Hell, maybe it's based on some personal loss. Or it's some peculiar fable over the current European refugee crisis or something. Admirable, in such case. Don't get me wrong. I'm fine with fables, it has its own beautiful tradition and storytelling raison d'être. But you need to at least believe in the scenario for the duration. If you fail at that, your point is lost to people. There's no discernible reason as to why it's so life-or-death important, that people of this civilization has to be paired, otherwise they get killed because they're "loners." Or why pairs has to share interests, otherwise they have to split up and then they get killed. It's a completely bizarre construct, you can only imagine came up during a talentless script session. "This is how we make something, that'll stand out. 'Cause we're artists, we are, we are!"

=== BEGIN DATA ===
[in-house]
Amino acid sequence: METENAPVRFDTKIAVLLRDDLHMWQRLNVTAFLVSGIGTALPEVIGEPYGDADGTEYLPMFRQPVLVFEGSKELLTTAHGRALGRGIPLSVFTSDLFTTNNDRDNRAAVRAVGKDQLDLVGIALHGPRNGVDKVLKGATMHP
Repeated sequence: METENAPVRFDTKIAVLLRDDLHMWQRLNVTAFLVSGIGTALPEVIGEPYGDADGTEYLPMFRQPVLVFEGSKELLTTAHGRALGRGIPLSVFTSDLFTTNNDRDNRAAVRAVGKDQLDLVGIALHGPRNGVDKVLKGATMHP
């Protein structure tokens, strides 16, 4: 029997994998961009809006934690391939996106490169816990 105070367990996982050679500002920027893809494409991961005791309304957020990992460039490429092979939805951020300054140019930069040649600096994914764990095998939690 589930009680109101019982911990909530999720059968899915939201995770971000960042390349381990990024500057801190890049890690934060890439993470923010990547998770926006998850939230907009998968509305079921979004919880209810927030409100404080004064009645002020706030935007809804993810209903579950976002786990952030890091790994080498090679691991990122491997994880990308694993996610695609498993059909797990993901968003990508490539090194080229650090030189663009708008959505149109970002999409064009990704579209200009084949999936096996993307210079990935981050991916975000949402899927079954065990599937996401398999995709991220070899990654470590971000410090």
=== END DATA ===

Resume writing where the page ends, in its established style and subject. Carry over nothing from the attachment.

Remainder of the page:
Sometimes a crappy film is worth the time just for the laugh. Not here, you just feel sad for people acting in it. No actor should be subjected to such a naked emperor. If it didn't have another chap's name on it, you'd think it was a Lars Trier pile of poo. This is the kind of stuff Monty Python justly mocked. Not even unsolicited graphic sex scenes can save this junk. I smell razzies so much it hurts. I smell an A list actor quickly going B or worse.
Spoiler: The ending is.
I like all kinds of movies, but...
...having a dog get brutally beaten to death in your film just for effect isn't art, it's just sick.
This is one of very few movies I left wishing I had never seen. Might have been of passing interest as a short film. There's simply not enough of substance or style in this movie to begin to justify the (unpleasant) experience of watching it.
The Lobster follows David (Colin Farrel) in a society where it is unacceptable to be single. When David's wife leaves him he is sent to The Hotel where he has 45 days to find a partner. If he finds one - awesome. If he fails, he will be turned into an animal. Of his choice, naturally.